Saturday, 28 January 2012

Polpo: A Little Disappointing

I loved every mouthful at Polptto when I visited earlier in the week, so when we failed to get into Pitt Cue Co. (there was a queue of 40 by six in the evening), we thought we would give Polpo a shot.  The original restaurant in Russell Norman's ever-growing empire, I had high hopes for Polpo. 

Once again this place has the trademark bar with high seats, low hanging light bulbs and stripped brickwork.  With a long wait ahead of us for a table (there are no reservations), we propped ourselves up against the bar and ordered an old fashioned (good, but not great), a great moscow mule (they had run out of Worcesterhshire sauce so the Fashionista couldn't get her Bloody Mary fix), some arancini (fried Italian rice balls) and some olives.  The arancini were stuffed with melted mozarella and were really good.

After about an hour's wait we got a table.  Having eyed the menu while we waited we promptly ordered a chickpea and anchovy crostini and potato and parmesan croquetta to start.  Following this we ordered the flank steak with porcini sauce, the cotechino (a slow-cooked Italian sausage made by stuffing pork intestine with pork, pork rind and wine) and braised cabbage, some roasties and cauliflower gratin.

What I forgot is that, like all Russell Norman restaurants, the food comes out when the kitchen decides its ready, rather than in any logical order.  This works well at Spuntino and Mishkins where most of the dishes are tapas-sized, but not so well in a restaurant with a more convential small and large plate menu.

First came the roast potatoes - very very disappointing.  Luke warm when served and not crispy at all.  A second later came our "starter" of croquetta (also below par) and crostini topped with a tasty mixture of chickpea and anhovies. 

Then came the cauliflower gratin - creamy and delicious.  Then when the potatoes had already been on the table for about ten minutes, the flank steak.  This was the best dish of the evening - creamy porcini sauce, very well seasoned and tender steak, all served tossed through rocket.  Very tasty.

When all other dishes had been finished, out came the cotechino.  The cabbage had been braised in stock and the cotechino was suitably gelatinous.  It was, however, not a patch on that which I had tried at Da Enzos in Modena. 

With a caraffe of wine it came to ninety five quid. Although some of the dishes were quite good for me it was just not worth it.  I have loved all my other visits to this ever-growing empire - the food at Polpetto was probably my favourite meal so far in 2012.  Maybe it was because they were so busy, maybe the group has taken their eye off the ball at their longest standing restaurant, what with all the other openings - but for that price you can eat much better elsewhere.  I would suggest giving it a miss and heading on up to Polpetto to get involved in some of their incredible maltagliati.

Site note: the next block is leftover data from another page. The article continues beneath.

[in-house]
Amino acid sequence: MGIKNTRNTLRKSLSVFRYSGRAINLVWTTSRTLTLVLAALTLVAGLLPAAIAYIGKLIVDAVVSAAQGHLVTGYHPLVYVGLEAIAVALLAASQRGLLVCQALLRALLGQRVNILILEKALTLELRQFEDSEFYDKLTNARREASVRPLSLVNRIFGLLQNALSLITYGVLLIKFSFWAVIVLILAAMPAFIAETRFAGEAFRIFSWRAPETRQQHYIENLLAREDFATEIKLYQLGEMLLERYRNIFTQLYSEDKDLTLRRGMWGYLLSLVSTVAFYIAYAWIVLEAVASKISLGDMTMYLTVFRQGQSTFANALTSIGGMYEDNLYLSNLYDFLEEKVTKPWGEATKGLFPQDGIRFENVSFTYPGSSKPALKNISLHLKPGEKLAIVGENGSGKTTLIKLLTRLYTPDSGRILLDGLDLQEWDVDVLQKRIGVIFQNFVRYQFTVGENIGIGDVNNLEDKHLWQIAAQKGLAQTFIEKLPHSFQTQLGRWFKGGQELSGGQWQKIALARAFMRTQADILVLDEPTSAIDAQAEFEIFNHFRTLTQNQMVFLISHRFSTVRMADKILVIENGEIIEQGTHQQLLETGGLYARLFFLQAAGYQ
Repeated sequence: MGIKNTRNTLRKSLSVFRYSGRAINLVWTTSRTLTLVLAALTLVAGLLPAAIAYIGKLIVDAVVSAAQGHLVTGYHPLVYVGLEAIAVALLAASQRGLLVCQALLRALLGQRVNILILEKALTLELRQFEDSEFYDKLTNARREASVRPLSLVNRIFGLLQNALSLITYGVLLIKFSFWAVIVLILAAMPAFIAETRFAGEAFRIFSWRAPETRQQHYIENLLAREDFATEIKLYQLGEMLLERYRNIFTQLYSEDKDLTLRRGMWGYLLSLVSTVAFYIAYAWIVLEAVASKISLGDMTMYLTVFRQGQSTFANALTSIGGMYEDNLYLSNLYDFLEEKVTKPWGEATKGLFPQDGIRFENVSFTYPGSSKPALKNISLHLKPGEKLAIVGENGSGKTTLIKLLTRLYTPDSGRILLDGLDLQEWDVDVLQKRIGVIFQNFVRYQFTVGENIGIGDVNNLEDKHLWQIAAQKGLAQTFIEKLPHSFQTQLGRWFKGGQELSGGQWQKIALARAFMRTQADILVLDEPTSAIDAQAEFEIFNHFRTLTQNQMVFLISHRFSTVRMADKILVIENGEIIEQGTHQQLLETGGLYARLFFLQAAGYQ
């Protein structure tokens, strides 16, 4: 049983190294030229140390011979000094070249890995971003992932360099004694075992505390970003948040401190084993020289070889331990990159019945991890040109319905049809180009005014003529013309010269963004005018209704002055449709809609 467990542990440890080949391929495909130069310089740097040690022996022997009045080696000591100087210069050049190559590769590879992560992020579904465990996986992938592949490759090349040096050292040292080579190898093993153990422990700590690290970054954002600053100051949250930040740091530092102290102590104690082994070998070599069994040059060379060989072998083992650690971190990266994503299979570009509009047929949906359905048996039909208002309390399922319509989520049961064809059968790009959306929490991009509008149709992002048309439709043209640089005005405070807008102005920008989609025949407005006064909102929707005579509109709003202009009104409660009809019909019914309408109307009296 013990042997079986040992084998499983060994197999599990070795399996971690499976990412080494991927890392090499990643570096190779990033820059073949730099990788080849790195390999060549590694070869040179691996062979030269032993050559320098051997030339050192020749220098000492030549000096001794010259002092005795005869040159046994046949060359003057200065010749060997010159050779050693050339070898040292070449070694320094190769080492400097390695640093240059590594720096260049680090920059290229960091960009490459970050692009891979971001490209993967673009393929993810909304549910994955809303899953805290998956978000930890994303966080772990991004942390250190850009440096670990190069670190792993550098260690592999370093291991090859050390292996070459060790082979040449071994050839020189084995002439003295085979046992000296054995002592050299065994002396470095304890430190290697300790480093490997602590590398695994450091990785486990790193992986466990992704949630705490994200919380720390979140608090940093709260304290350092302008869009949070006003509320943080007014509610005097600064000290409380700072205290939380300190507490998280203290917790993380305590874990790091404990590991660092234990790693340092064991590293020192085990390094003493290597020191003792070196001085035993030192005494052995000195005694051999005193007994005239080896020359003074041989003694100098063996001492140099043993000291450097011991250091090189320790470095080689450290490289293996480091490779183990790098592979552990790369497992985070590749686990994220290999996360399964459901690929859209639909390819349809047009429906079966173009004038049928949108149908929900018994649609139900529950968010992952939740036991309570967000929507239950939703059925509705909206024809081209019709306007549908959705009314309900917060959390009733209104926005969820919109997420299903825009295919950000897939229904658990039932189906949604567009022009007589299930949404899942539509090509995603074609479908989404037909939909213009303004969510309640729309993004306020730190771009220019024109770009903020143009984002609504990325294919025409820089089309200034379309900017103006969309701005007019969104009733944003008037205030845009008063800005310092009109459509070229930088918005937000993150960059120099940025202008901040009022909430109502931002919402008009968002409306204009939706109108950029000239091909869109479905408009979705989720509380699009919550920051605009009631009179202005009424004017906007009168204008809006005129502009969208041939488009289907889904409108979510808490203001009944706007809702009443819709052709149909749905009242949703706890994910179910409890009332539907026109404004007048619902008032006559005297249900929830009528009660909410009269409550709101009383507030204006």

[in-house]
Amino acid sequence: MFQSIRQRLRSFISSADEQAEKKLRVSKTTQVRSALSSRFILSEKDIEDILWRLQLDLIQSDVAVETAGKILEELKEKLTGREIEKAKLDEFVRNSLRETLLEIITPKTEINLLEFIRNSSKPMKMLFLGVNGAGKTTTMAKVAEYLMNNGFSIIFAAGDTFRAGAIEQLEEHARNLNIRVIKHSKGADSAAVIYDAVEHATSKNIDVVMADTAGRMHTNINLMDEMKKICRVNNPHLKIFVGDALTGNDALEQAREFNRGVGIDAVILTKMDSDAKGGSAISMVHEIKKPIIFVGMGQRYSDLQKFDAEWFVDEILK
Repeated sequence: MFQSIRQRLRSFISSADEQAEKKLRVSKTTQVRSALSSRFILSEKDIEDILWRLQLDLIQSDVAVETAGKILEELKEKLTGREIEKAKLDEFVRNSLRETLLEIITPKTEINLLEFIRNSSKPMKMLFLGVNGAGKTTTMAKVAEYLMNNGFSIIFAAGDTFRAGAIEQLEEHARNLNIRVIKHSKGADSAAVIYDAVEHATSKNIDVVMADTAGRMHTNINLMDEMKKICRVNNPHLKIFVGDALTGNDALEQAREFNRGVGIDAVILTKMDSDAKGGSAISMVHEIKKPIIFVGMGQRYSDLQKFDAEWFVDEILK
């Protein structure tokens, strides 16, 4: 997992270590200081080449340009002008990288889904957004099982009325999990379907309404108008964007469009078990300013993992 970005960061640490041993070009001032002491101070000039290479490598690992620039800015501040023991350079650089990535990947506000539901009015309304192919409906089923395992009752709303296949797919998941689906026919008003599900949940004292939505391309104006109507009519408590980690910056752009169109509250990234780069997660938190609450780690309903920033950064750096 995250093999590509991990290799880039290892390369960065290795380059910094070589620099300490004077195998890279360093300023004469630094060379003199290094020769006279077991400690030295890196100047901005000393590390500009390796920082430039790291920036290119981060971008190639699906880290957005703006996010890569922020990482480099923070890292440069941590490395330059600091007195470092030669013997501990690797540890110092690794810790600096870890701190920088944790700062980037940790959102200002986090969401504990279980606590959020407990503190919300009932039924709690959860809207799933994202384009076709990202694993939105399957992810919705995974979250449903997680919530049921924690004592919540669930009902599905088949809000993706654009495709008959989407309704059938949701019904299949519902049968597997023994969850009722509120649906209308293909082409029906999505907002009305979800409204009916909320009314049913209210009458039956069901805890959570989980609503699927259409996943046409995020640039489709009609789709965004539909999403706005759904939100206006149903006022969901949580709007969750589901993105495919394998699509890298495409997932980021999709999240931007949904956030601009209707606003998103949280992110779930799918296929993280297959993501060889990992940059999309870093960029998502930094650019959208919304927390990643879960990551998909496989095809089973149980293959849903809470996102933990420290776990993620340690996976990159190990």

P.S. Again no photos, just too dark for my old school iPhone 3GS.   

Polpo on Urbanspoon

Friday, 27 January 2012

Eat Street at Kings Cross: The Rib Man

It being my birthday I decided to do something I had been meaning to do for a while - make an ambitious attempt to get from Moorgate to Kings Cross, eat a mean rib roll from The Rib Man (aka Mark Gevaux), and back again - all in one hour flat.  I succeeded and my was it worth it.

Eat Street at Kings Cross is a really exciting development.  They are a collective of street traders, all tried and tested by the people at Eat Street and showcasing some of the best street food you can find anywhere in the capital.  The stalls vary from day to day and include some of my favourites in London, such as Banh Mi 11 who, in my opinion, serve far and away the best Pho and Vietnamese baguettes in London.

But on this visit it wasn't Vietnamese I was after, I was going to go get myself some ribs.  The Rib Man, originally only resident at Brick Lane on a Sunday, now pops up at Eat Street from time to time.  The babyback ribs from pigs which are outdoor reared on Norfolk and Suffolk farms, cooked slowly from midnight each night for twelve hours (if you follow him on twitter, the Rib Man gives blow by blow updates on his prep).  Taken off the bone, shredded and served in either a roll or wrap, this is what ribs are all about.

To go with the ribs Mark Gevaux makes an incredible chili sauce (made with scotch bonnet peppers and naga jolokia- formerly thought to be the world's hottest chili) which is fast gaining a cult following.  Christened by his regulars "Holy Fuck Sauce", this stuff is incredibly hot but also has a wonderful depth of flavour.  Also served by Big Apple Hot Dogs - you have to try this stuff, it is awesome! 

If you can make it one lunchtime, you should definitely get yourself along to Eat Street, even if the Rib Man is not there, there will still be plenty of other tasty treats on offer! 

Tuesday, 24 January 2012

Polpetto, Incredible Chestnut Pasta

I have now completed three fifths of Russell Norman’s uber-cool restaurant empire:  Spuntino’s (the coolest of the lot) was good, the meatloaf at Mishkins made me smile from ear to ear, and now Polpetto.  Polpo and da Polpo to go. With Spuntino and Mishkins scoring highly I am happy to report that Polpetto did not disappoint.

Dinner last night was with an old friend from Canada who has been studying in London for six months already (I should have met up before much to my shame!).  Her experiences of food in London have, thus far, been expensive and disappointing.  On one occasion, when querying why the pho she had been given lacked the deep flavour that only comes from a stock made over many hours, the restaurant offered soy sauce by way of recompense.  I forgot to ask the name of the restaurant concerned - such laziness should be publicly named and shamed.  So, with such negative experiences to date, the pressure was on to deliver a cheap and cheerful but delicious dinner.  We tried Barafina and Duck Soup but both had queues out the door – we settled on Polpetto.

Located in a tiny space above the French House pub (it seats 28), the d├ęcor is all long-hanging light bulbs and stripped-back red bricks – needless to say you know you are in a Russell Norman restaurant.  One difference is noticeable from the outset, however, the staff are incredibly friendly (as opposed to Mishkins and Spuntinos where rumours abound of bad service - although I should say that on all of my visits the service has been nothing but friendly).  Sat at a table by the window, we pondered the menu, the waitress providing useful tips on the dishes.